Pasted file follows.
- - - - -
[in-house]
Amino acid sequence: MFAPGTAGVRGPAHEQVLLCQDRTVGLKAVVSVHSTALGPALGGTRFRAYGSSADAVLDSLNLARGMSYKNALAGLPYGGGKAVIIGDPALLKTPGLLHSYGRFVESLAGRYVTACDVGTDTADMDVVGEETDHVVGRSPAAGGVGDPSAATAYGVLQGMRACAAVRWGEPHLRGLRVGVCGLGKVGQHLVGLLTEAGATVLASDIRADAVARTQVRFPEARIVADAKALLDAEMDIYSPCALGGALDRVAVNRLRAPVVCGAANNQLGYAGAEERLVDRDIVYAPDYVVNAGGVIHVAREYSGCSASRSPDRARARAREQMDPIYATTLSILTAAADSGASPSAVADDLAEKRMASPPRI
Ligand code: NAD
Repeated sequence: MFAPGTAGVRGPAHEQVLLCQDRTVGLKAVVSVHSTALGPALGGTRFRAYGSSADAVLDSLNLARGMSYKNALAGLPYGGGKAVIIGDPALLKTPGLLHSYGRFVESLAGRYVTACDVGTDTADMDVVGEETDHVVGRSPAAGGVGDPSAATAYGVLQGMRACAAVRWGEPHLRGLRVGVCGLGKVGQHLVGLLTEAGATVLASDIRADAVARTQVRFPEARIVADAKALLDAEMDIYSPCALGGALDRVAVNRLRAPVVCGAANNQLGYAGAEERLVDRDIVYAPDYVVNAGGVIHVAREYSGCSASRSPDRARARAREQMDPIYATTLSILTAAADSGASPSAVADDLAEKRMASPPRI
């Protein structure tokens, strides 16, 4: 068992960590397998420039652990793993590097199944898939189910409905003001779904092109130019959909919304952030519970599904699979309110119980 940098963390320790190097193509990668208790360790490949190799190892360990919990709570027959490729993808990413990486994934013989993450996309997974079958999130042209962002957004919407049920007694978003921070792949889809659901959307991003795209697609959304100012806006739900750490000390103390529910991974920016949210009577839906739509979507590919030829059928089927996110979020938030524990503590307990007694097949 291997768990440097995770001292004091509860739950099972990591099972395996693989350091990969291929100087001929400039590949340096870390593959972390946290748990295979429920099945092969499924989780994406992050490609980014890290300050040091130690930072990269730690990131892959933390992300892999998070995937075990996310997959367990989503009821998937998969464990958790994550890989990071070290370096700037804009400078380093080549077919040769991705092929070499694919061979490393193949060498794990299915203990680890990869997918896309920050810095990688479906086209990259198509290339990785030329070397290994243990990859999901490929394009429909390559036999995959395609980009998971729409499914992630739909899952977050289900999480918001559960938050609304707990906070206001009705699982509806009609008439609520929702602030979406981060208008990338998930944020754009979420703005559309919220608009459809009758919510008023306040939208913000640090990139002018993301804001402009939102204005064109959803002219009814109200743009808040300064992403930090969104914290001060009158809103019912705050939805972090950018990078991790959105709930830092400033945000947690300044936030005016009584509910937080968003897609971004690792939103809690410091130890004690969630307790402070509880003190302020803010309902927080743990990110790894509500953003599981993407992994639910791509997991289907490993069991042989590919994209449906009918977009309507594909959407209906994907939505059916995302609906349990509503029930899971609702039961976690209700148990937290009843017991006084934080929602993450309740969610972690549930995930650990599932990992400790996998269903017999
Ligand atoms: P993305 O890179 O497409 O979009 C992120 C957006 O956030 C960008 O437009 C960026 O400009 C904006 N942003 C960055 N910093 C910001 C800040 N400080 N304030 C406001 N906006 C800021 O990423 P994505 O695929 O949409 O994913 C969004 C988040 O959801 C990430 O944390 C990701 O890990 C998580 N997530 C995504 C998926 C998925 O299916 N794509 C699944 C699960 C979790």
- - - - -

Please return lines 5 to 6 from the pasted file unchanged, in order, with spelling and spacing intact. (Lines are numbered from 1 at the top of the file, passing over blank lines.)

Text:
């Protein structure tokens, strides 16, 4: 068992960590397998420039652990793993590097199944898939189910409905003001779904092109130019959909919304952030519970599904699979309110119980 940098963390320790190097193509990668208790360790490949190799190892360990919990709570027959490729993808990413990486994934013989993450996309997974079958999130042209962002957004919407049920007694978003921070792949889809659901959307991003795209697609959304100012806006739900750490000390103390529910991974920016949210009577839906739509979507590919030829059928089927996110979020938030524990503590307990007694097949 291997768990440097995770001292004091509860739950099972990591099972395996693989350091990969291929100087001929400039590949340096870390593959972390946290748990295979429920099945092969499924989780994406992050490609980014890290300050040091130690930072990269730690990131892959933390992300892999998070995937075990996310997959367990989503009821998937998969464990958790994550890989990071070290370096700037804009400078380093080549077919040769991705092929070499694919061979490393193949060498794990299915203990680890990869997918896309920050810095990688479906086209990259198509290339990785030329070397290994243990990859999901490929394009429909390559036999995959395609980009998971729409499914992630739909899952977050289900999480918001559960938050609304707990906070206001009705699982509806009609008439609520929702602030979406981060208008990338998930944020754009979420703005559309919220608009459809009758919510008023306040939208913000640090990139002018993301804001402009939102204005064109959803002219009814109200743009808040300064992403930090969104914290001060009158809103019912705050939805972090950018990078991790959105709930830092400033945000947690300044936030005016009584509910937080968003897609971004690792939103809690410091130890004690969630307790402070509880003190302020803010309902927080743990990110790894509500953003599981993407992994639910791509997991289907490993069991042989590919994209449906009918977009309507594909959407209906994907939505059916995302609906349990509503029930899971609702039961976690209700148990937290009843017991006084934080929602993450309740969610972690549930995930650990599932990992400790996998269903017999
Ligand atoms: P993305 O890179 O497409 O979009 C992120 C957006 O956030 C960008 O437009 C960026 O400009 C904006 N942003 C960055 N910093 C910001 C800040 N400080 N304030 C406001 N906006 C800021 O990423 P994505 O695929 O949409 O994913 C969004 C988040 O959801 C990430 O944390 C990701 O890990 C998580 N997530 C995504 C998926 C998925 O299916 N794509 C699944 C699960 C979790």